WASHINGTON -- A newly formed group of foes of affirmative action began putting pressure yesterday on all 50 state attorneys general to wipe out "the vast majority" of race preferences in state and local government.
Calling itself the "Project for All Deliberate Speed," borrowing the phrase the Supreme Court used to order prompt obedience to its school desegregation decision, the group said state officials must act deliberately now to carry out recent Supreme Court court rulings sharply limiting race-based affirmative action.
Just as there was "massive resistance" to desegregation, one of the project leaders, former U.S. Attorney General Edwin Meese, said, there is "new massive resistance" to court decisions that "render all but the most exceptional and remedial use of racial preferences unconstitutional."
Although many affirmative action programs now in existence provide preferences not only for racial minorities but also for women, the new group only attacked racial preferences yesterday. If those programs were undone, though, it very likely would mean the demise of many sex-based preferences, too.
Another project leader, Clint Bolick, litigation director of the Institute for Justice, a conservative activist group, said at a news conference here that a close review by state attorneys general of race-based programs would lead to recommendations to repeal "the vast majority of racial classifications."
Stephen R. Shapiro, legal director of the American Civil Liberties Union, sharply criticized the new project.
"I do not think the attorneys general need to be lectured on their obligation to enforce the law," Shapiro said. But he did note that many state and local governments did re-examine their affirmative action programs after a 1989 Supreme Court ruling striking down a local plan in Richmond, Va.
Shapiro also challenged the group's legal arguments, saying they offered "a simplified version" of what the law now is.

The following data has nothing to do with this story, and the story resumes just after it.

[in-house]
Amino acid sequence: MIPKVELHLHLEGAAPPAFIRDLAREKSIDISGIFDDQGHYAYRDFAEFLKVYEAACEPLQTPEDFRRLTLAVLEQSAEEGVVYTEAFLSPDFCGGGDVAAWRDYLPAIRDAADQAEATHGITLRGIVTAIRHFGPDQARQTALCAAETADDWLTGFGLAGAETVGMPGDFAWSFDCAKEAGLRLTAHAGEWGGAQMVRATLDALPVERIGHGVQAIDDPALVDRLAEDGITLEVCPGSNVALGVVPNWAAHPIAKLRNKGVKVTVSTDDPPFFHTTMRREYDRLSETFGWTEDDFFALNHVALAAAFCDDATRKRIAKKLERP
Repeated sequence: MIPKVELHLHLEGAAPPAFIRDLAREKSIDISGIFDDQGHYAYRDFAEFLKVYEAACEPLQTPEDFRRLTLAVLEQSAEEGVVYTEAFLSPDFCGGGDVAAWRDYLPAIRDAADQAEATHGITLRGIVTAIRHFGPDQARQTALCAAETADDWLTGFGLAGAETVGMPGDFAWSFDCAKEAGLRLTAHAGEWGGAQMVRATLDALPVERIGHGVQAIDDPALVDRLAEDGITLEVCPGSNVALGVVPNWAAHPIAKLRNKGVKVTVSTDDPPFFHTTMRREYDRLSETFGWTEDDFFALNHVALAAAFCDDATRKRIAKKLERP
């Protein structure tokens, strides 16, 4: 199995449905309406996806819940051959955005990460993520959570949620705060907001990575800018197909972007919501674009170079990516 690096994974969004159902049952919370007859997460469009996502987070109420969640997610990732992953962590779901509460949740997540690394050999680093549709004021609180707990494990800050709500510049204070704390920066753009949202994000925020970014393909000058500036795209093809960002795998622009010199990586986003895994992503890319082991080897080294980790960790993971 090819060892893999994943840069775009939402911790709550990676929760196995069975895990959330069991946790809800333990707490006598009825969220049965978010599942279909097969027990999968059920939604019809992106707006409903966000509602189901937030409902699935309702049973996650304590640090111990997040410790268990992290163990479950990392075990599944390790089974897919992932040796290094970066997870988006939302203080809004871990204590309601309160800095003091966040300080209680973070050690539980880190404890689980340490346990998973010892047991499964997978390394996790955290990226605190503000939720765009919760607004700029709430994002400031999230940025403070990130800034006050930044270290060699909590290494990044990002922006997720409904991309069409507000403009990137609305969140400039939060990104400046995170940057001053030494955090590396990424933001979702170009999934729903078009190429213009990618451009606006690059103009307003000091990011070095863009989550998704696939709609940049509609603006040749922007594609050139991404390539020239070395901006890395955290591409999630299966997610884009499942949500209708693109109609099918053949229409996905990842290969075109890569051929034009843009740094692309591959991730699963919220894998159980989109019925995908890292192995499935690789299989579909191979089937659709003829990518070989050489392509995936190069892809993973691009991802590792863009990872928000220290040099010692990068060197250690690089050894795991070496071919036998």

The project, in its letter to all of the top state legal officers, said it was calling for voluntary action to review all race-based classifications.
But its leaders stressed that it would monitor closely what the attorneys general do, and use a combination of finger-pointing publicity and new lawsuits if attorneys general do not go along.
Bolick warned that states "can almost never win" under recent Supreme Court decisions if they get sued over the use of race in government programs.
He also said that the project plans "grass roots" efforts to pass ballot measures, like California's Proposition 209, to attack the remaining preferences.
One state attorney general, Gale Norton of Colorado, told reporters that state legal officers are in the habit of working together on common problems, and she expressed confidence that they would do so in eliminating race-based programs that do not satisfy current law.
In Maryland, state Deputy Attorney General Donna Hill Staton said she was unaware of the new project's efforts to promote statewide review of affirmative action, but noted that Attorney General J. Joseph Curran Jr. has a process of advising state agencies about new court rulings that affect them.
"If a decision affects existing law, or provides an interpretation not previously provided, we will bring it to the attention of persons and agencies who need to be advised," Staton said. That is "routine," she said.
The office, she said, has not undertaken any special program of reviewing all state affirmative action programs.
Staton did note, though, that the attorney general's office takes the view that "affirmative action had not been outlawed," and that it continues to be permitted "in situations where there are lingering effects of past discrimination."
Pub Date: 3/12/98